Find out how to turn in your ballot so it’s counted
The election is in a week (!), so if you were planning to drop your ballot in the mailbox… don’t! According to the USPS, October 27 was the last day that they could reasonably advise returning your mail-in ballot by mail if you want it to arrive on time. Plus, on Monday night, the Supreme Court reversed a decision to allow Wisconsin to count late-arriving mail-in ballots for up to six days after the election, as long as they were postmarked before the election. Now, Wisconsin joins 29 other states that require absentee ballots to be received by Election Day to be counted. And with USPS delays and a president who is looking for any reason to throw out mail-in ballots, now would be a good time to find a polling place or ballot drop-box ASAP.
Besides screaming “screw you!” to the supreme court who seem hell-bent on destroying our democracy, here’s what you can do if you’re still holding onto your ballot. According to Headcount.org, “the post office is reporting delays nationwide,” so the non-partisan voter registration juggernaut advises that you “drop your ballot off in person.”
So how exactly do you drop your ballot off in person? It varies by state, but you can search for your state and its specific election rules on HeadCount.org’s website to find out what’s required to submit a ballot and where exactly you have to go to turn it in.
First, find out what’s required to vote by mail. Some states, like California, require that the signature on the ballot matches the one on your driver’s license. If the signatures don’t match, your ballot might be thrown out. In other states, like Alabama, you have to sign your ballot in front of two witnesses, who must also sign the ballot.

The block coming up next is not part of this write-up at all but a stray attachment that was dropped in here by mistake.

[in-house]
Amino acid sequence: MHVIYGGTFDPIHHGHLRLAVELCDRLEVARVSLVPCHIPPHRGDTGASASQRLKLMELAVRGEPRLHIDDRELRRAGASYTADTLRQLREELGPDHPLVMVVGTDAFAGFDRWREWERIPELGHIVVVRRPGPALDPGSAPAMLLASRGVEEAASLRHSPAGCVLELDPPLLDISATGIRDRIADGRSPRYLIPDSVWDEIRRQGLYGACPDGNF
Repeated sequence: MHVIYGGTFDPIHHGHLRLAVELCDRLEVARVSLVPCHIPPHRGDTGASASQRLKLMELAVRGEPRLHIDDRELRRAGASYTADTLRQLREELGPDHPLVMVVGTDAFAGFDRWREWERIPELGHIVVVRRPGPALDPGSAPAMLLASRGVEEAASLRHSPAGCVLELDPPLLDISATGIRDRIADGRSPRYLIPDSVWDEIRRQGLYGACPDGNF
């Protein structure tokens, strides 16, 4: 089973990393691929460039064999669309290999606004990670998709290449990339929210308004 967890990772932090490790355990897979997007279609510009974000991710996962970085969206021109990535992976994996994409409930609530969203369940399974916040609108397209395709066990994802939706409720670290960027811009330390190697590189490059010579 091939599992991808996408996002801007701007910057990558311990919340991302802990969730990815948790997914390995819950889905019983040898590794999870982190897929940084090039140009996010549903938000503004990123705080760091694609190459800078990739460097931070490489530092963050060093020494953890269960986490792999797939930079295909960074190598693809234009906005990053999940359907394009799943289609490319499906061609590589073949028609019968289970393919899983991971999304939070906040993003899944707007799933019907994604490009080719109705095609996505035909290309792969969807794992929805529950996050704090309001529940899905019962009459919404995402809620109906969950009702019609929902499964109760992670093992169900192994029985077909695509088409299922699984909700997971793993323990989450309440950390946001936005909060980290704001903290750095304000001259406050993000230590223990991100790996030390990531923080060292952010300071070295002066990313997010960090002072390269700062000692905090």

Then, drop your ballot off in person. Some states have drop boxes scattered throughout larger cities, while other states will let you drop your ballot off at your local polling place instead of waiting in line. Some states will only allow you to drop your ballot off at your local elections office. I know, it’s an unnecessarily complicated process, so check out HeadCount.org and search for your state from the dropdown window for a detailed description of what it takes to cast a ballot in your specific state.
If you don’t want to drop your ballot off, consider voting in person. Many states are currently offering early voting and then of course, you could always vote on November 3, 2020. Mask up and practice social distancing so that voting in person is a safe and surefire way to ensure that your vote is counted.
To find out how and where to vote in person as early as today, head to IWillVote.com. Select your state from the drop-down window and click “Find Voting or Drop Off Location,” which will give you the option to find early voting locations or election day voting locations.
Now get out there and vote! And by that I mean, find somewhere to safely drop off your ballot or locate an early voting center!
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